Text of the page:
There is about gazillion lines in the .conf file, but right now we are only interested in a few values. Uncomment or modify the following lines:
- (this means all device names must be of format: name.extension)
- (self-assigned names are resolved by your Dnsmasq, not passed on to the internet)
- (public internet domain names are resolved by DNS servers specified in this file)
- (the extension for self-assigned names)
- (Dnsmasq responds to requests coming from these addresses)
After changes to the dnsmasq.conf file have been saved, you must restart Dnsmasq:
systemctl restart dnsmasq
Now, you may test that both the internal LAN and public internet addresses, for instance, with ping command:
Configuring all LAN devices to use Dnsmasq services
Client devices connected to the LAN have to be made aware that Dnsmasq is the new DNS resolver both for addresses in the LAN and in the public internet.
Note that the following instructions apply to PCs and devices that are not running a VPN, like Wireguard (see the last section of this guide for information about setting up Wireguard with Dnsmasq).
Open the Settings app, Network, and go to Properties (of the active connection). Push Edit button next to DNS server assignment title. Enter the internal LAN address of the Dnsmasq computer which often is something like 192.168.1.1 or 10.0.1.1.
Open the Settings app, and go to Network & Internet – Internet. Tap the Settings icon in the active Wifi hotspot. Tap the pencil for edit mode. Open Advanced – IP Settings – Static. DNS 1 field: enter the internal LAN address of the Dnsmasq computer.
If your Linux computer features a graphical desktop software, you can find the Network section in the Settings app, where you can replace the existing DNS server address. Enter the Dnsmasq computer’s LAN address into the DNS field. If you are on the command line, here is a page with step-by-step instructions.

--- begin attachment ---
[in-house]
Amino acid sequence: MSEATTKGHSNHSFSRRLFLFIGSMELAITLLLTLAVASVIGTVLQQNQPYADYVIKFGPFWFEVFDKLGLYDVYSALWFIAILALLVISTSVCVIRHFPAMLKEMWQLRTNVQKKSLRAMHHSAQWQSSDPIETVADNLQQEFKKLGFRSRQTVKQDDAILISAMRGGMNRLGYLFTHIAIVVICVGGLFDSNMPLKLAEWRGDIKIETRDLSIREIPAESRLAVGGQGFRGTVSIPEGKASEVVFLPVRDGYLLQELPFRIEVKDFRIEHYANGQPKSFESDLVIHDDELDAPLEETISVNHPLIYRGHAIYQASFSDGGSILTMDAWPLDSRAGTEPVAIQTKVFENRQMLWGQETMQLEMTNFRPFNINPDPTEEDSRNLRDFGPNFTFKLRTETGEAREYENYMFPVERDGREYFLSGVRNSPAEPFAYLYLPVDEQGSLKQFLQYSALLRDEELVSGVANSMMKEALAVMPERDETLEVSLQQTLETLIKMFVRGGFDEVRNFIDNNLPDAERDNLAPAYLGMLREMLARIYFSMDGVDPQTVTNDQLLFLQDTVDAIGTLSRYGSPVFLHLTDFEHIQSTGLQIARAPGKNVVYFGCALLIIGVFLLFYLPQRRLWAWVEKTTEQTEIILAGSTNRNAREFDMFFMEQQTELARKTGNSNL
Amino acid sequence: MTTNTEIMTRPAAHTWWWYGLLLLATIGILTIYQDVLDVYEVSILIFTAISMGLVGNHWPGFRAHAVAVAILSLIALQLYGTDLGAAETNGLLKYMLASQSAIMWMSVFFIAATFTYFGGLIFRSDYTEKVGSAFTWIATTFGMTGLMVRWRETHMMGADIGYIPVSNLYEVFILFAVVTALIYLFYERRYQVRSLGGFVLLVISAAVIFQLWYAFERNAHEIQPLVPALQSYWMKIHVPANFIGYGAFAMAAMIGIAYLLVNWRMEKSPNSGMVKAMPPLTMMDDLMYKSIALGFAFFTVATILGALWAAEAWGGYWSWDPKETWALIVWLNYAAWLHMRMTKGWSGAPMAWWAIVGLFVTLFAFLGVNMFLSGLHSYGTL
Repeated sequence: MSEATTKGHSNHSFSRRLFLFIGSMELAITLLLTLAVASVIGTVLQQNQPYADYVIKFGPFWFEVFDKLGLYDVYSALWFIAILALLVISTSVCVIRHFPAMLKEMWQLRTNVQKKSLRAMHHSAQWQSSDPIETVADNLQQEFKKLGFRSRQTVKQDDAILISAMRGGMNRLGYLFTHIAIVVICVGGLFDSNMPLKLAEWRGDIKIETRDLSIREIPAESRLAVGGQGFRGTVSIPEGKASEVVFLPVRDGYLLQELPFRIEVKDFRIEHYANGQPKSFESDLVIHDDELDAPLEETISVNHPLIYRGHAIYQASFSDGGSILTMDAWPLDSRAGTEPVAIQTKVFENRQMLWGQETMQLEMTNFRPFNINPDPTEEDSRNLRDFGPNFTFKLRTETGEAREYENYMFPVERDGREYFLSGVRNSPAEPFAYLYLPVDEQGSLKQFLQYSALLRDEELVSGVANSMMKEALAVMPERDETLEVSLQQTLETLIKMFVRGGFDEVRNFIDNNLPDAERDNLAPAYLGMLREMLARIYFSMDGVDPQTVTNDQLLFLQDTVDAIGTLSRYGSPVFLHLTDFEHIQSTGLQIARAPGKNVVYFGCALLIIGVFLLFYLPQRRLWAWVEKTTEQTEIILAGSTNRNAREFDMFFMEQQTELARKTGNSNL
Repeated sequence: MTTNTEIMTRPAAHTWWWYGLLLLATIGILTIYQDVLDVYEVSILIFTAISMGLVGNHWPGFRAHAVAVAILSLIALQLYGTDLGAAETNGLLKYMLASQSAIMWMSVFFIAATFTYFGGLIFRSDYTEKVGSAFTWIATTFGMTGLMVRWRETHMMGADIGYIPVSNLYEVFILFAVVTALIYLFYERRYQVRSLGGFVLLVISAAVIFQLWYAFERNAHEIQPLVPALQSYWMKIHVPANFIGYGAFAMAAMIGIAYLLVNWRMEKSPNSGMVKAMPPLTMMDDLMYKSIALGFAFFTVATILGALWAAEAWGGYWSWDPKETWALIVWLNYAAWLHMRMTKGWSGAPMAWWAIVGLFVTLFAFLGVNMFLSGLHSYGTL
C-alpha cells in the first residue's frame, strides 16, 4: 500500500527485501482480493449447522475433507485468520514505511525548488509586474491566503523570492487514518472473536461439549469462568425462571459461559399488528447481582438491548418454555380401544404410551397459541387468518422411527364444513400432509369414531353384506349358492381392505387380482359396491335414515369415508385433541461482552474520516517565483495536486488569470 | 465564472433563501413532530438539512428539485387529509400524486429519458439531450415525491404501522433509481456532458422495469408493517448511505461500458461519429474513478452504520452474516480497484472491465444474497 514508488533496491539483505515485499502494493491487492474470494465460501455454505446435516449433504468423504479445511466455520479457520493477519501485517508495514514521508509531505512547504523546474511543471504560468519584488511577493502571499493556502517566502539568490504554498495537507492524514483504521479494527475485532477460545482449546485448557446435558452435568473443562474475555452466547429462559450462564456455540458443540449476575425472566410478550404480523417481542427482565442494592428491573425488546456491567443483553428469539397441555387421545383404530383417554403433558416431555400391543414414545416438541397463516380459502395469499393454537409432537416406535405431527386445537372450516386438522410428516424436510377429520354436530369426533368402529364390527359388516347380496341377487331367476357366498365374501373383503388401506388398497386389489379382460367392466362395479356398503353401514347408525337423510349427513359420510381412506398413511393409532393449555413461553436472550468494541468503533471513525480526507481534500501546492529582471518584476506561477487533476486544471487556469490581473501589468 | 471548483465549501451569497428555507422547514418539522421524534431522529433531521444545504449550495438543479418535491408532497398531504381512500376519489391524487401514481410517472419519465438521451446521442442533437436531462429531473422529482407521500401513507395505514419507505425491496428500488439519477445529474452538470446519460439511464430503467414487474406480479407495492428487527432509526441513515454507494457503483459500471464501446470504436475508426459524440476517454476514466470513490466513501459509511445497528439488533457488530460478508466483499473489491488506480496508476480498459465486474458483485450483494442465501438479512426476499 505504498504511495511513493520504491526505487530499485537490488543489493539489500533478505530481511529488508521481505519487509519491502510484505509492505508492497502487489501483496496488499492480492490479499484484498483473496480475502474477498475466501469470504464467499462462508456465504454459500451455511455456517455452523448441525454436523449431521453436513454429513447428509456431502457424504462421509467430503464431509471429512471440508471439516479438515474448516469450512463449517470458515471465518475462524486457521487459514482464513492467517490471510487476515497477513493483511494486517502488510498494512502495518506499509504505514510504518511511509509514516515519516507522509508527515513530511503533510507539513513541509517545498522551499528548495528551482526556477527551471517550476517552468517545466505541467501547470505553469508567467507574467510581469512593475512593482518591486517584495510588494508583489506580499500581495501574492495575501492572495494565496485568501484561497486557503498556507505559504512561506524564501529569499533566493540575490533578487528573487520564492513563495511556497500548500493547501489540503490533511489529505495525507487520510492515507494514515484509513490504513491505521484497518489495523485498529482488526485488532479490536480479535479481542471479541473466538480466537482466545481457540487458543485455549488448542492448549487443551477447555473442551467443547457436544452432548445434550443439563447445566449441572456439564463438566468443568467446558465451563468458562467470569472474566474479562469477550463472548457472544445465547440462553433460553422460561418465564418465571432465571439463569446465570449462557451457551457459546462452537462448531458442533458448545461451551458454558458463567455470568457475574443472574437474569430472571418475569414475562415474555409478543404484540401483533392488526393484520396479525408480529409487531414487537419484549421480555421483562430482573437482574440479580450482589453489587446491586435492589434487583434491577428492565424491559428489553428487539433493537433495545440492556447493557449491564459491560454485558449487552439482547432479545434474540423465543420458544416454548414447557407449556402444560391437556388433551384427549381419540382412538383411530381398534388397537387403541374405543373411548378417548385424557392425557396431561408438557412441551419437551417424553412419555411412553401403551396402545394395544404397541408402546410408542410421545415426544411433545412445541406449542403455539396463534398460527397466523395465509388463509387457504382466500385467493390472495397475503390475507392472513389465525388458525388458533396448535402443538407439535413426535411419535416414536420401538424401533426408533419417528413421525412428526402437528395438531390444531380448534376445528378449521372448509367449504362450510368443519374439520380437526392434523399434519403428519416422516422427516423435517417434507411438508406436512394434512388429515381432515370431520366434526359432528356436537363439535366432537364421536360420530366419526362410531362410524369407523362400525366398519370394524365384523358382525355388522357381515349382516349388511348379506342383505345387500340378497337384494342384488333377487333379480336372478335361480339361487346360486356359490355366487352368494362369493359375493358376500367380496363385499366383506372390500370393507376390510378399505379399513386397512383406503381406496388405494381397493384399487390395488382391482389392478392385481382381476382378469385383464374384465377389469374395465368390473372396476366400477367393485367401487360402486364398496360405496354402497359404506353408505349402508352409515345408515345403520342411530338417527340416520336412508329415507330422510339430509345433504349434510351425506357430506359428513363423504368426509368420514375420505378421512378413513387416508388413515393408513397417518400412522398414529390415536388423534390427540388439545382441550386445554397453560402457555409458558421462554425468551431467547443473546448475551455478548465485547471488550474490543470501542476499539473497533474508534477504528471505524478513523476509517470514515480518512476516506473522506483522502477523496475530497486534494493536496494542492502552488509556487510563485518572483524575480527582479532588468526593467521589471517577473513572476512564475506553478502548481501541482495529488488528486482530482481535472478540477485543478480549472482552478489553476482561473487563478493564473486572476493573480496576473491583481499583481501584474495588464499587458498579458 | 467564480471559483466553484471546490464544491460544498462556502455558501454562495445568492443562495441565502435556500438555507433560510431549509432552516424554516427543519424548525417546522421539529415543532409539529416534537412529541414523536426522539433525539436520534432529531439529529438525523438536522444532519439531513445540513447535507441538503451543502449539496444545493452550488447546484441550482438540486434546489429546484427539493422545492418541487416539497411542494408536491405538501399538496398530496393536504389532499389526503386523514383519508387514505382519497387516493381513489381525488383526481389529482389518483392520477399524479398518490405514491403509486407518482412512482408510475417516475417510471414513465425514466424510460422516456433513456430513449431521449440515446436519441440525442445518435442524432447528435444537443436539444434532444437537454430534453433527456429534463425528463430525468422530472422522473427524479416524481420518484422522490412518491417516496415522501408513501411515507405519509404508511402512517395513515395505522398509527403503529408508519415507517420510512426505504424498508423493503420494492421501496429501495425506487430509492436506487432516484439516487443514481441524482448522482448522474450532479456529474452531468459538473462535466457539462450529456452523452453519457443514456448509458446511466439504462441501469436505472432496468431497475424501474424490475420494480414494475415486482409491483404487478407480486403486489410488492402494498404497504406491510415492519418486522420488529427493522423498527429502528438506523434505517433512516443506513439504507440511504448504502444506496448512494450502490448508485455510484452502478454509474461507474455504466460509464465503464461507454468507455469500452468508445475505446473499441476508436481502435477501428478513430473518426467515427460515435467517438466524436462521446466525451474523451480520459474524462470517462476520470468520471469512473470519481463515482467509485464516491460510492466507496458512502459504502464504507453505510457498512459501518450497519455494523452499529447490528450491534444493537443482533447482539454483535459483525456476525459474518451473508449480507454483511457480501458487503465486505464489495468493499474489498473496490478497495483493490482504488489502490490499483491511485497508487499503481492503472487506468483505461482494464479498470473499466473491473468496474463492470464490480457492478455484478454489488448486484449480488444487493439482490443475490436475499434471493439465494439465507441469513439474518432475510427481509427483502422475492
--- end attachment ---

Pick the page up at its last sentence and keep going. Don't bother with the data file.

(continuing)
MacOS: here is a guide for changing the DNS address on a Mac.
Once the new DNS address has been set, it is time to test if Dnsmasq provides requested services for client devices. Ping is an easy on the command line, try:
Note that some operating systems, like Windows and Android tend to cache the DNS server address it has used before. This may cause a delay before the new DNS address is active.
Section 2: Add remote access to the LAN with Wireguard
Now that you have a LAN network where PCs and other devices have names, you may want to access the LAN outside its physical location. There are many methods for establishing remote access functionality to a home network or a small office LAN. I am going to introduce a way that requires two things:
- You need access to a computer that is on the public internet, and whose configuration you can adjust. This is often a web server or a VPS running at a hosting provider’s premises. For this project, the role of this computer is to allow you to connect to your LAN anywhere in the world.
- You already have Wireguard running on your devices for secure communications, or you can set it up. In many cases, Wireguard is used like a VPN (Virtual Private Network) only, but it can be used as a secure way to provide remote access as well. Here is a guide for installing and configuring Wireguard so that it provides both VPN and remote access functions.
To enable remote access with Wireguard from your phone, tablet, or laptop to your LAN, the following things must be set up:
- When your devices and computers are running Wireguard, their IP addresses are usually something like 192.168.2.2 or 192.168.2.10.
- Edit the /etc/hosts file on the Dnsmasq computer to reflect the Wireguard addresses of devices connected to the LAN. A name and Wireguard address for the computer on the internet must be inserted here as well.
- Add the Wireguard address of the Dnsmasq computer into the /etc/dnsmasq.conf file. If the Wireguard address of the Dnsmasq computer is 192.168.2.1, the listen-address line should be:
- On all client devices, change the DNS server to the Wireguard address of the Dnsmasq computer. For instance, 192.168.2.1 if that has been assigned to the Dnsmasq computer.
The result is that all devices on the LAN and the one in the public internet can connect with each other locally and remotely. Security is provided by a correct Wireguard configuration. Every connected device must have valid encryption/decryption keys. No one can access the LAN from outside without the keys.